If you’ve looked at the picture album of my trip to Dalserf here – http://www.stuarthamilton.co.uk/Dalserf/ – you’ll have seen some Hamilton tombstones. Here are the inscriptions, to the best of my ability to read them. They’re probably not mine, as my lot were dirt poor, but just so ye know.
This stone is [something] by Robert Hamilton, Farmer in Thripwood in memory of his four children who died in infancy. Also in memory of his father John Hamilton who died the 8th Feb 1812 aged 88 years. Also his [poss spouse] Anna Lang who died the 22nd Dec 1802 aged 77 years.
I’ve been to the land o’ ma faithers! Well, my 3rd great grandfather Archibald Hamilton who was born in Dalserf in 1801.
Who begat William Hamilton (born 1821 in Dalserf – 1873) who begat John Hamilton (1852 – 1922) who begat Alexander Hamilton (1883 – 1968) who begat Alexander Walker Hamilton (1922 – 1980) who begat me!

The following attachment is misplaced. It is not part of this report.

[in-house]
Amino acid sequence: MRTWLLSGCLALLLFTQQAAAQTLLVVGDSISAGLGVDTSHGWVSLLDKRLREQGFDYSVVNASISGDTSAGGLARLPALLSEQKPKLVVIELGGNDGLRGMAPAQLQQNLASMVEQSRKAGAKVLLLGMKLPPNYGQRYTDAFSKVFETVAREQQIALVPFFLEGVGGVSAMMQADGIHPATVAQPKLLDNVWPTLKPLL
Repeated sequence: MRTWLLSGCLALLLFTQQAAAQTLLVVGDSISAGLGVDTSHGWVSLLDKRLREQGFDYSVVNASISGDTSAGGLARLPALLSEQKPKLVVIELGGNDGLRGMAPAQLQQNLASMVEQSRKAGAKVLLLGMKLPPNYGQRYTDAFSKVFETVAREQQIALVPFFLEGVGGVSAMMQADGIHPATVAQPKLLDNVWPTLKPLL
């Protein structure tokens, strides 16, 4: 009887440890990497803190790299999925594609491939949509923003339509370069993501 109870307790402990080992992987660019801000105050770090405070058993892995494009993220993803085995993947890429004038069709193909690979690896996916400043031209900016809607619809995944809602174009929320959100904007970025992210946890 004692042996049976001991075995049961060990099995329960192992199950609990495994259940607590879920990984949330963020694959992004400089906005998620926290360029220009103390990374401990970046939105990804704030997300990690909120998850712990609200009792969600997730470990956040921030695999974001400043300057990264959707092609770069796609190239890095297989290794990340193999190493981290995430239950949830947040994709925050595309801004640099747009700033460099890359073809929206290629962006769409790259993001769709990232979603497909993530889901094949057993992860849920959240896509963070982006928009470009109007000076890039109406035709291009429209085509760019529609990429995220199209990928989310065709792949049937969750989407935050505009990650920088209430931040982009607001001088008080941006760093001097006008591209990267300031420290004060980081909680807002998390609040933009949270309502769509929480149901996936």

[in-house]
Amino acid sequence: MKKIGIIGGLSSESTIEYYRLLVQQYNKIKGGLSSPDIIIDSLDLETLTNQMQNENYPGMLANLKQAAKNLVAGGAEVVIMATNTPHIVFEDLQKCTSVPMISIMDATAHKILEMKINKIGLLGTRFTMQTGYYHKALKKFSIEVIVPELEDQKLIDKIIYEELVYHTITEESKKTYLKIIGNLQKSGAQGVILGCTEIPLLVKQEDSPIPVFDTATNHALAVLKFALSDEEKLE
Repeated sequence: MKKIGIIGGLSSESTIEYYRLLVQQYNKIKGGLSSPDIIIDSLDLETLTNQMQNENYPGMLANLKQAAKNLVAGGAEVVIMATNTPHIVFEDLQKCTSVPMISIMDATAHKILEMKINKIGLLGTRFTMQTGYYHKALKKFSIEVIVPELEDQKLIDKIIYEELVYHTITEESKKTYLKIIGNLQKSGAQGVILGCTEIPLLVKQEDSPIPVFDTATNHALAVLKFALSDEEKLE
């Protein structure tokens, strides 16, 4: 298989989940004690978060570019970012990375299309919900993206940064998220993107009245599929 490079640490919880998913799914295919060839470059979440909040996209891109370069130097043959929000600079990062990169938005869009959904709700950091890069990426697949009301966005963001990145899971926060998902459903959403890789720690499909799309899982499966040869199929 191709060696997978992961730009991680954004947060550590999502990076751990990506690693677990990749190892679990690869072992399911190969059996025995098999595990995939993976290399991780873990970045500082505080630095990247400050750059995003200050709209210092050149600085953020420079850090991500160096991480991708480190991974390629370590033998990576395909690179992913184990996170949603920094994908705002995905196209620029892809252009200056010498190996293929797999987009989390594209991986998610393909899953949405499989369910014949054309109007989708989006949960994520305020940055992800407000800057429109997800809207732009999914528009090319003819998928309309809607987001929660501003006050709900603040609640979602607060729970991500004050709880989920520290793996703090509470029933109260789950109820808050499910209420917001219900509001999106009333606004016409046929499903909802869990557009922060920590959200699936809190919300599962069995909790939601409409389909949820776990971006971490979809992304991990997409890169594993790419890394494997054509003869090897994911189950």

This is Dalserf today, and you can follow the photographic journey through the wilds of Lanarkshire via 6 trains and 3 buses here..
A large number of the Bells and Hamiltons ended up working in the now derelict Woodmuir Colliery near Breich in West Lothian.
Thanks to the power of the internet, there is a selection of photos available here.
Here’s one of them, as an example; If you would like to see more about coal mining in the Lothians then I would heartily recommend “Mining The Lothians” by Guthrie Hutton, which you can get on Amazon.
If you want to know about shale mining, which is what the Hamiltons did before they dug for coal, then try “Shale Voices” by Alistair Findlay. It’s also on Amazon, although not a particularly easy read. However, despite it being a huge industry, employing 10,000 people at its peak, it’s Scotland’s forgotten industry.